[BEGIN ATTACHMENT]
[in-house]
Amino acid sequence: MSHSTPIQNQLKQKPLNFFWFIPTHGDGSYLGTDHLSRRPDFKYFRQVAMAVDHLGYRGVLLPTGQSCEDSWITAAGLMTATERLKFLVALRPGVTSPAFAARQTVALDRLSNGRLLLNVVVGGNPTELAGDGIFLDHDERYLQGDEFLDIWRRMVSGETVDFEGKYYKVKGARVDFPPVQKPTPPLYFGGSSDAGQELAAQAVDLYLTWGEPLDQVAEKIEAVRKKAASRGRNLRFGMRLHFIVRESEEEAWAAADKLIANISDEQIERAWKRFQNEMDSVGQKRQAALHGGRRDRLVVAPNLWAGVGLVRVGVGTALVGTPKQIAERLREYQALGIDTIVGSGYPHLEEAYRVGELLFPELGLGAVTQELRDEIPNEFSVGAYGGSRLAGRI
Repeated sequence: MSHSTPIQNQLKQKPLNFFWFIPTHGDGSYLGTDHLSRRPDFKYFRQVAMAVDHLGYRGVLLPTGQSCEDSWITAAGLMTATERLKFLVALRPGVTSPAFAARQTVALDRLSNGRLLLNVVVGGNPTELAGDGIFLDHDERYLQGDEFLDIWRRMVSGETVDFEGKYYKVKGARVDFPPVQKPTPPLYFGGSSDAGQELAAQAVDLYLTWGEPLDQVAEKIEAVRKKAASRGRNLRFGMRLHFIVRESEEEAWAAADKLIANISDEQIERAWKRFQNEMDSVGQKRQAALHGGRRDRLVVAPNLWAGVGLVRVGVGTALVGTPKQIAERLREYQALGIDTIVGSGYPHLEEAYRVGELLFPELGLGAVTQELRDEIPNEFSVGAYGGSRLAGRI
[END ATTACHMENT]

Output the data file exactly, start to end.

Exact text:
[in-house]
Amino acid sequence: MSHSTPIQNQLKQKPLNFFWFIPTHGDGSYLGTDHLSRRPDFKYFRQVAMAVDHLGYRGVLLPTGQSCEDSWITAAGLMTATERLKFLVALRPGVTSPAFAARQTVALDRLSNGRLLLNVVVGGNPTELAGDGIFLDHDERYLQGDEFLDIWRRMVSGETVDFEGKYYKVKGARVDFPPVQKPTPPLYFGGSSDAGQELAAQAVDLYLTWGEPLDQVAEKIEAVRKKAASRGRNLRFGMRLHFIVRESEEEAWAAADKLIANISDEQIERAWKRFQNEMDSVGQKRQAALHGGRRDRLVVAPNLWAGVGLVRVGVGTALVGTPKQIAERLREYQALGIDTIVGSGYPHLEEAYRVGELLFPELGLGAVTQELRDEIPNEFSVGAYGGSRLAGRI
Repeated sequence: MSHSTPIQNQLKQKPLNFFWFIPTHGDGSYLGTDHLSRRPDFKYFRQVAMAVDHLGYRGVLLPTGQSCEDSWITAAGLMTATERLKFLVALRPGVTSPAFAARQTVALDRLSNGRLLLNVVVGGNPTELAGDGIFLDHDERYLQGDEFLDIWRRMVSGETVDFEGKYYKVKGARVDFPPVQKPTPPLYFGGSSDAGQELAAQAVDLYLTWGEPLDQVAEKIEAVRKKAASRGRNLRFGMRLHFIVRESEEEAWAAADKLIANISDEQIERAWKRFQNEMDSVGQKRQAALHGGRRDRLVVAPNLWAGVGLVRVGVGTALVGTPKQIAERLREYQALGIDTIVGSGYPHLEEAYRVGELLFPELGLGAVTQELRDEIPNEFSVGAYGGSRLAGRI